NB Power has engaged a group of internationally respected scientists to provide independent research on the potential environmental impacts of the future options being considered for the Mactaquac Generating Station.
The Canadian Rivers Institute (CRI) at the University of the New Brunswick and its partners will evaluate key environmental challenges related to Mactaquac’s future, including river health, fish passage, and flow management.
NB Power is investing $2.3 million in the three-year project, which will be provided as research funding to the CRI, which is a collaborative research network at the University of New Brunswick.
“NB Power must choose a preferred option for the future of Mactaquac during the next three years. We are proud to work with some of the best aquatic research scientists in the world to ensure sound science is at the heart of our choice,” said NB Power president and CEO Gaëtan Thomas. “This is just the start of a public conversation about the future of this generating station. We have some of the answers, but not all of them. We need everyone’s help to make the best decision for all New Brunswickers.”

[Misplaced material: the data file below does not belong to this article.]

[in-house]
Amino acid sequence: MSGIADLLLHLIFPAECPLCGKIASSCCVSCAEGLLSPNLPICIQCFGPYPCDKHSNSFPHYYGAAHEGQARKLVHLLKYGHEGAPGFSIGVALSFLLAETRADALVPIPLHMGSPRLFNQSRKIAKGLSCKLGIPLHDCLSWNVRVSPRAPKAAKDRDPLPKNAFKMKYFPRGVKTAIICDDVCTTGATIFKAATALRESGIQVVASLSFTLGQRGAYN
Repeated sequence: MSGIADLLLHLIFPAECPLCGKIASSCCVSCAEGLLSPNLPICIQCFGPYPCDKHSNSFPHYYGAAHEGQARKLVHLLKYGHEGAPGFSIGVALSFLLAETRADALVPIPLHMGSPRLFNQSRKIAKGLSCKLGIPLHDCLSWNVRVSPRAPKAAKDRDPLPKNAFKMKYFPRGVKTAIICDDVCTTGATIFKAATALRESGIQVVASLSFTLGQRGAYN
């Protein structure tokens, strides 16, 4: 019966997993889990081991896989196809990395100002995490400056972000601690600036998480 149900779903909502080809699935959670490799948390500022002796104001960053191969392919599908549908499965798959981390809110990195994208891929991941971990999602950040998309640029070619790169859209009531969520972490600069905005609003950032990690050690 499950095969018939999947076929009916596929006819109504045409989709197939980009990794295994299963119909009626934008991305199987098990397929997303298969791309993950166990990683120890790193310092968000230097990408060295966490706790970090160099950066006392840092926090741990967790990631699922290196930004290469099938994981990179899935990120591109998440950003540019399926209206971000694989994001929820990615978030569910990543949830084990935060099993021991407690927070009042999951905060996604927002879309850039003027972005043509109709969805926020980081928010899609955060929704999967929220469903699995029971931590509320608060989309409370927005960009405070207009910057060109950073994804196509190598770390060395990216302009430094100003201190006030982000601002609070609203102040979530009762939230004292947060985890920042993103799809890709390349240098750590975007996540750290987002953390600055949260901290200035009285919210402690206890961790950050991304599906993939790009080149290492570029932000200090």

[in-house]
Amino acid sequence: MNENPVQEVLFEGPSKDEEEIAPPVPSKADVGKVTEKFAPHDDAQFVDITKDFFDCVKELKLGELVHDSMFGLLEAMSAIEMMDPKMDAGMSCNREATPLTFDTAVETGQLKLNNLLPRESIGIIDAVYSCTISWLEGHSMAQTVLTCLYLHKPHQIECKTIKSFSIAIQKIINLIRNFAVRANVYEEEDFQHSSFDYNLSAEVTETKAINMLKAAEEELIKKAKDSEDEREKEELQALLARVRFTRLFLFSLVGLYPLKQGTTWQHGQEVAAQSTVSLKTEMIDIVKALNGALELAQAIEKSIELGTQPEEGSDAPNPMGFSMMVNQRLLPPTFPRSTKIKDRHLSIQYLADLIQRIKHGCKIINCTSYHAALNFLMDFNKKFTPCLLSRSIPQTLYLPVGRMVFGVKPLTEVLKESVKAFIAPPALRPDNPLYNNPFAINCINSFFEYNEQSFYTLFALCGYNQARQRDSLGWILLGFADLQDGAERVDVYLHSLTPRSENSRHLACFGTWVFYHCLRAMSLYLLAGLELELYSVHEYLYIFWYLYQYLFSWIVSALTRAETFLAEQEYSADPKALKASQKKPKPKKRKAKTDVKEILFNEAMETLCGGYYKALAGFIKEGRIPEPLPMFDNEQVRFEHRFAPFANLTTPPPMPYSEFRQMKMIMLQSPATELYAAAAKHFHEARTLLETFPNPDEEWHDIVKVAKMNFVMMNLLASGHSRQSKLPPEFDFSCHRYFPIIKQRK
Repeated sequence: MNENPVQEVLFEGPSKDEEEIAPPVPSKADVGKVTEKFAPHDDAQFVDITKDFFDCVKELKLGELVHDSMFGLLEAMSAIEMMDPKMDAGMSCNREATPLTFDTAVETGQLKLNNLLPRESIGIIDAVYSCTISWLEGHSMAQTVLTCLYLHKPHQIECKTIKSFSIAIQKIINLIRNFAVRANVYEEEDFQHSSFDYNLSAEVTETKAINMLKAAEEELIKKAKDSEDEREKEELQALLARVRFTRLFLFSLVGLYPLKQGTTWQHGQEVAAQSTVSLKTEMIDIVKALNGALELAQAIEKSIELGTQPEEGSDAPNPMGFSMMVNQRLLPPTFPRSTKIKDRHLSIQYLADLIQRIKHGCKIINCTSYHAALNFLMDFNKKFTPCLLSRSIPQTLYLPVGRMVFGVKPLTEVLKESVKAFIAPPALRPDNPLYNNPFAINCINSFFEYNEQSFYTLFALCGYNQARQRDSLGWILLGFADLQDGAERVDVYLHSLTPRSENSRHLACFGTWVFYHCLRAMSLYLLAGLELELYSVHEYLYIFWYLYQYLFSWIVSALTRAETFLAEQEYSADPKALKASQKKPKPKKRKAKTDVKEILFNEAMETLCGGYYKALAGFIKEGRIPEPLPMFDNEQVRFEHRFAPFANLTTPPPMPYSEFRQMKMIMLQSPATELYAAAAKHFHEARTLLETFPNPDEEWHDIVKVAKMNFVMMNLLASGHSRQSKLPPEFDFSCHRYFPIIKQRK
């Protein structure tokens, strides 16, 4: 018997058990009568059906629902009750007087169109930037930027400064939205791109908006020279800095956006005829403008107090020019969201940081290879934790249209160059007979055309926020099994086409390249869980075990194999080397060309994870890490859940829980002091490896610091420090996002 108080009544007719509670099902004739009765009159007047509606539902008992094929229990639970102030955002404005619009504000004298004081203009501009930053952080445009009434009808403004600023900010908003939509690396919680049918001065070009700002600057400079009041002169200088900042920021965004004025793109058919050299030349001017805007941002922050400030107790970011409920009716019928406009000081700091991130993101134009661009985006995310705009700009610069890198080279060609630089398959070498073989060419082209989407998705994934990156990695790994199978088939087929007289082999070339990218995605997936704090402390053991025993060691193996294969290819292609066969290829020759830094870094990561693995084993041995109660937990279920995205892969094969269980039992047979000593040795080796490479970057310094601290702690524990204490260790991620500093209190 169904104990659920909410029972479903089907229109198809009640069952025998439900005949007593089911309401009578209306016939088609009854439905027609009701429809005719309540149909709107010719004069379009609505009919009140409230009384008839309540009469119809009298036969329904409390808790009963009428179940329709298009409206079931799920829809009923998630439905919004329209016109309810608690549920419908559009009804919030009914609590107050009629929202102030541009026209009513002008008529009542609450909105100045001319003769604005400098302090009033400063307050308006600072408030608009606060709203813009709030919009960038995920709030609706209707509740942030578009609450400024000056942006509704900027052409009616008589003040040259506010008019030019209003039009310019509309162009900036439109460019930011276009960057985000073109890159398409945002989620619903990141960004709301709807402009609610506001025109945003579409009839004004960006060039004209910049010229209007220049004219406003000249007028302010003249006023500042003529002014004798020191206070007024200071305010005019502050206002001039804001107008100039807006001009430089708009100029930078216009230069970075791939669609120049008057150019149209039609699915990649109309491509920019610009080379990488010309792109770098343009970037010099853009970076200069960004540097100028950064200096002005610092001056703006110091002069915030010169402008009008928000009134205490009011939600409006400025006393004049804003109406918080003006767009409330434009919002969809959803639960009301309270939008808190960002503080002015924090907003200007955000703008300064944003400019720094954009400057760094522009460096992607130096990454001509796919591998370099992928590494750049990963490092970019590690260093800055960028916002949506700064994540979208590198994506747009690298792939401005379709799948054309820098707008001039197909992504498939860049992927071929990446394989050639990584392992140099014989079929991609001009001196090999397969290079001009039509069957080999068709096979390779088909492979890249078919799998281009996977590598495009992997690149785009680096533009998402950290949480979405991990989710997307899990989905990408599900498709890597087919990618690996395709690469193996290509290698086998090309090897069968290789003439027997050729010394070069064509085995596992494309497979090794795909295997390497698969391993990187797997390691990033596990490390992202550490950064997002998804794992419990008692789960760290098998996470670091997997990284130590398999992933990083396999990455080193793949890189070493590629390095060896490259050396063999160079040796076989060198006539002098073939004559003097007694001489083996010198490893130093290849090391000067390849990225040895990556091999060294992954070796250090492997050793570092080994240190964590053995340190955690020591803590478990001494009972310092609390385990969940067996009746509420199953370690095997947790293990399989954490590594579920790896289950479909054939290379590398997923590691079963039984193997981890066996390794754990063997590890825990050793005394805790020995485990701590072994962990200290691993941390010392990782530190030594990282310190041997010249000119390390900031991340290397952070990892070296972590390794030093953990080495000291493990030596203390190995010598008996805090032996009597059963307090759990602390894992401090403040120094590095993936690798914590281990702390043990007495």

“The Canadian Rivers Institute is known around the world for advancing river, estuary and watershed sciences and ecological sustainability,” said UNB project director Dr. Allen Curry. “Our goal is to provide objective and transparent science that is accessible and defensible. We are excited that NB Power is sponsoring important research that will contribute greatly to the current body of science on the potential and known impacts of dam construction and removal.”
The NB Power-owned Mactaquac Generating Station will reach the end of its lifespan by 2030. NB Power has identified three possible options for the station, which are rebuilding the station with a new powerhouse and spillway, maintaining the earthen dam and spillway only, or restoring the river to its natural state.
Given the anticipated times required for approvals, design and site work, NB Power needs to choose a preferred option for the station by 2016. That preferred option will then be subject to the appropriate approval processes of the provincial and federal governments and the province’s Energy and Utilities Board.
Between now and 2016, NB Power will complete an evaluation process of the three options that will seek information and advice from experts, First Nations, people who live and work near the facility, and any other stakeholders who might be affected by the decision. The evaluation will consider economic, environmental, and social considerations.